i know the spots where the faux painting i did on the bathroom walls is less-than-thorough because i was doing it after dark, in a tiny room lit only by a lamp, in order to find toddler-free work time. i know the one spot in the whole house where the floor creaks and how to avoid stepping on it for fear of waking a slumbering child (or husband). i know how to pull the front door closed and turn the key all at once with only one hand in order to make sure it locks. i know the rhythm of the dueling ticking clocks in the living room, the smell of the heat when it's first turned on for the winter, the sound the refrigerator makes when it's making ice--even when heard from all the way upstairs. i know the places where the carpet is wrinkled from too much furniture moving and poor installation, and i know the sound of the mail truck from even a block away.

and this city? here, too, i can get places without thinking though i can't give you directions. i know the smell of the humid wall that descends in the summer, into which you must walk as you exit the door of the house in a mad dash to your skin-scaldingly-hot car. i know what kinds of birds to expect at the birdfeeders and in what seasons, and i know when to expect to hear the pair of owls that live in the woods behind our house. i know the sound of a female fox in the spring--finally identified as decidedly not a pterodactyl as we and some of our neighbors had feared. i know which playgrounds to go to on a too-sunny day, which attractions to avoid in the last weeks of school, which checkout lanes to choose in which grocery store. and the people? while they're not blood family, so many have become so close that they may as well be.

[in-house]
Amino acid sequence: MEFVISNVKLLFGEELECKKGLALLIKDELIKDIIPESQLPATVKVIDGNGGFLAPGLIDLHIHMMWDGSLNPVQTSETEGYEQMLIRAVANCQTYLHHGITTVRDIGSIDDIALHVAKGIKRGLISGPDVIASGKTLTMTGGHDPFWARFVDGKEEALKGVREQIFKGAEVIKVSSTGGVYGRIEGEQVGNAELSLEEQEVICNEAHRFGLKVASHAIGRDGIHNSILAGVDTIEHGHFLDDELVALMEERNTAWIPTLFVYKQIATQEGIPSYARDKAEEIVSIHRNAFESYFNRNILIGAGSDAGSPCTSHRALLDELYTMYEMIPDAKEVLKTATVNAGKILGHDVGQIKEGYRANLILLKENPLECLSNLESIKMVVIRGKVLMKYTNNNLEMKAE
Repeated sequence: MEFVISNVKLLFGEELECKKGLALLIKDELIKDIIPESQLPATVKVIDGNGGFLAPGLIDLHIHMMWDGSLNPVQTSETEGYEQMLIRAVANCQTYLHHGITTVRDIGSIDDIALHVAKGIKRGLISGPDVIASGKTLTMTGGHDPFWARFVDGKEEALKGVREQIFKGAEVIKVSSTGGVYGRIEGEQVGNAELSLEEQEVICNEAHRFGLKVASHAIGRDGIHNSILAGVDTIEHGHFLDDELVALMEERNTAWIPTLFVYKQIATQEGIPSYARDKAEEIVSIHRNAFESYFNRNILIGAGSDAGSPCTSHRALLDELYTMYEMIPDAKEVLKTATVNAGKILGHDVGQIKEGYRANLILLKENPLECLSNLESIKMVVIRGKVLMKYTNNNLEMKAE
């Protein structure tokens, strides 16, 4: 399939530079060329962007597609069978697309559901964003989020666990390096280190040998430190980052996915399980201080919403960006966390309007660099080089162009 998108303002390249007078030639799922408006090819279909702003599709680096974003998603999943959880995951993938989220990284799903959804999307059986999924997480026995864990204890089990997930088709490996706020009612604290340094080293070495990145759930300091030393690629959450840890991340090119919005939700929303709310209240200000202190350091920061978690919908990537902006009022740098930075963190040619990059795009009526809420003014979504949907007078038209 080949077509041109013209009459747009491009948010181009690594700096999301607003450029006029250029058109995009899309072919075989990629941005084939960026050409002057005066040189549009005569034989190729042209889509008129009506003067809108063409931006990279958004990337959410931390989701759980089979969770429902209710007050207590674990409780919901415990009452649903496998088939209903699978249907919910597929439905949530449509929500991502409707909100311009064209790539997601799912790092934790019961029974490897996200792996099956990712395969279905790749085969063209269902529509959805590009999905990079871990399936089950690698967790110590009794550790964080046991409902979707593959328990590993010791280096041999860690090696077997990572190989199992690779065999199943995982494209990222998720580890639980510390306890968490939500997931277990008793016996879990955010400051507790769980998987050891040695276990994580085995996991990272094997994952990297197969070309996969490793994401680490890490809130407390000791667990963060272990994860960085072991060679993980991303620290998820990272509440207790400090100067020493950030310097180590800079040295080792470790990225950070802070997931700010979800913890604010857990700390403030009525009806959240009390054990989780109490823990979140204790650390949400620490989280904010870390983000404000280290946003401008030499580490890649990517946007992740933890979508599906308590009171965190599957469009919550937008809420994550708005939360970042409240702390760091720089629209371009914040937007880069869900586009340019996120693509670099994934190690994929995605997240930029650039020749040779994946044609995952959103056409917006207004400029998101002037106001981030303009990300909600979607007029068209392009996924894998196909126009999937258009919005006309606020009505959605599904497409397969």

are those the things that make a place home, then? the very-familiars? the things i know as well as i know the patterns on the palms of my hands? and if so, can one have two "homes"? right now, when i leave durham to go to syracuse, i tell people i'm going "home" for christmas; when i leave syracuse to come back to durham, i tell people i'm going "home" now that the holidays are over. but which is it? am i talking out of both sides of my mouth, or can both statements really be true?

or does the dichotomy represent something deeper, a longing for "home" that neither city--nor any other--will ever fulfill completely? i try to imagine the home for which i am made, a place where i can't list the things that are familiar because there is nothing unfamiliar at all. the home where all the smells and sights and sounds are not only completely known but perfect as well. the home where there is no need for directions or air conditioning or snowplows or bird identification books. the home for which i'm created. better than my two "homes" here? it's hard to imagine a place that makes these places look like foreign lands. but philippians 3:20 tells us that our citizenship is in heaven. if my two earthly "homes" can be as good as they are, i can't wait to find out what that home is like.


Meredith said...

Love it. Beautiful. And, dear sister, you most definitely have a southern twinge from time to time. So long as you can still pronounce "Syracuse" correctly and pronounce the difference between Mary, marry, and merry, then the southern twinge is okay by me.

Kate Gallaway said...

This made me smile. It also made me sad that my parents no longer live in Syracuse. I loved our house on Hatherly. I would love to go home to Syracuse. I miss it terribly. Miss you too.

Kate Gallaway said...

This made me smile. It also made me sad that my parents no longer live in Syracuse. I miss our house on Hatherly so much. I miss going home to Syracuse. I miss you too.